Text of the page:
Is your child addicted to the internet? These are the red flags

One of the trends generated by the pandemic of the COVID-19 It has been the considerable increase in the use of the Internet. Accessing the Internet has brought us many benefits, such as the development of tele-education to promote the learning of children and adolescents in a pandemic, but an incorrect use of this platform could generate an addiction in children and adolescents.

Although exposure to the Internet by itself does not generate addiction, points out Vanessa Zambrano, psychologist and head of workshops in Fundación MAPFRE’s Controla Tu Red – Peru program. Likewise, it details that “when it comes to addictive behaviors, they are linked to emotional issues and situations that are not properly managed.”

The risk behaviors assumed by adolescents when using the Internet are the focus of the study ‘Patterns of use and abuse of ICT among adolescents in Lima and Arequipa – Perception of risks’, carried out by Fundación MAPFRE with the participation of nearly 1,000 adolescents and the support of the Public Opinion Institute of the Catholic University.

The results of the sample carried out in 2019 indicate that 80% of those surveyed recognize that the Internet is dangerous for someone their age; However, when analyzing their usage patterns, this recognition does not seem to matter: 72% do not block a stranger when they contact them on their networks. Furthermore, 20% do not know half of their contacts.

A previous study conducted in 2016 focused on the emotional red flags that young people develop when they are addicted to the Internet. Some of them are the following:

  1. Postponement of vital needs: 33% tend to postpone their sleep because they are connected instead of resting. 7% have stopped eating due to being online.
  2. Preference for isolation: Being alone, feeling lonely, neglecting personal relationships, is a sign of possible depression. Adolescents who show a higher risk of Internet addiction show a preference for being alone in a greater proportion than those who do not show red flags.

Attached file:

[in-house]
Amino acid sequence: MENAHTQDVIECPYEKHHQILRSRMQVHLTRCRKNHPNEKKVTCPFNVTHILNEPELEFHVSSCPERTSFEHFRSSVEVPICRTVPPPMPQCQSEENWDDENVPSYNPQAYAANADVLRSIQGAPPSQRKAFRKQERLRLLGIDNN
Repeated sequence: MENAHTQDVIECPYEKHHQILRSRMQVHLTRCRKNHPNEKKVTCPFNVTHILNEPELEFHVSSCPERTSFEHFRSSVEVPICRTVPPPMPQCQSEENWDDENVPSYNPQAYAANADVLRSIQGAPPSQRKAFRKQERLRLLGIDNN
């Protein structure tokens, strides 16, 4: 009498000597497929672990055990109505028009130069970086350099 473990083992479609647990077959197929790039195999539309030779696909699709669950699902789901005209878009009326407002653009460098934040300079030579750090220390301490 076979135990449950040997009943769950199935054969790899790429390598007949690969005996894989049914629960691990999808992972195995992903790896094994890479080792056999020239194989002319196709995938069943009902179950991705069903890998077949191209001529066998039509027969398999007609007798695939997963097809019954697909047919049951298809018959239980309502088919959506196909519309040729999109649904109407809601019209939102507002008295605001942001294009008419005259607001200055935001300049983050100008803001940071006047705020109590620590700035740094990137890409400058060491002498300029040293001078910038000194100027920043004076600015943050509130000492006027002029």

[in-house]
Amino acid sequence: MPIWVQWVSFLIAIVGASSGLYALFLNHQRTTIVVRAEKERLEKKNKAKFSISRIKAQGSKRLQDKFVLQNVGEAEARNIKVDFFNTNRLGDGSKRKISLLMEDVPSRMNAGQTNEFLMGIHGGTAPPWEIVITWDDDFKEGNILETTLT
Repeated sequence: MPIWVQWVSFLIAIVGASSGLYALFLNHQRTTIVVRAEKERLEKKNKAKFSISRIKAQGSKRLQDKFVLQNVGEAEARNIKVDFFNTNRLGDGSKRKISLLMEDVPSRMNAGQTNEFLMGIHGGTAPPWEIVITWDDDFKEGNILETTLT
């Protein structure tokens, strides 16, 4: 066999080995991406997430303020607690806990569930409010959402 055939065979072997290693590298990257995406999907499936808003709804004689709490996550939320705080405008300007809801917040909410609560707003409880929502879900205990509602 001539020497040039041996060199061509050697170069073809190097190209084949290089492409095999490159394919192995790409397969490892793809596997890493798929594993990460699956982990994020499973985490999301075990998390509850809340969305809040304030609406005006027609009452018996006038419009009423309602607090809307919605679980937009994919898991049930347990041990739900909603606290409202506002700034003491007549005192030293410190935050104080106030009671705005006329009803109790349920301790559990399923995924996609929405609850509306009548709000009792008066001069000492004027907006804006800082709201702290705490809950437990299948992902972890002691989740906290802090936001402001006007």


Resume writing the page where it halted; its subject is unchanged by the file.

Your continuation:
3. Lost of control: They begin to show withdrawal symptoms and develop tolerance: 20% say they cannot be disconnected; 24% think it should be controlled and cannot; 7% admit that they need to be connected more and more time to feel the emotion of before.
  4. Anxiety: 16% frequently feel anxious when unable to connect. 15% say that if they lost their cell phone, they would do anything to get it back.

Faced with this situation, it is essential that parents pay attention to their children in terms of interaction and use of the Internet and social networks, in addition to noticing if there is a development of new behaviors. It is important to inform yourself about the correct use of ICTs and not simply reject them.

Fundación MAPFRE recommends listening to the minor without judging him, knowing his tastes on the internet and understanding him, so that they can share spaces together where they can take advantage of educating without prohibiting and advising without depriving them of privacy.

Without proper supervision and improper use of the internet, minors could be exposed to dangers such as cyberbullying and cyberbullying from acquaintances and strangers. To help parents and teachers in the process of guiding minors towards a healthy use of the networks and the internet, Fundación MAPFRE makes guidance and educational materials available to society at the following link, so that any reader can access them for free.

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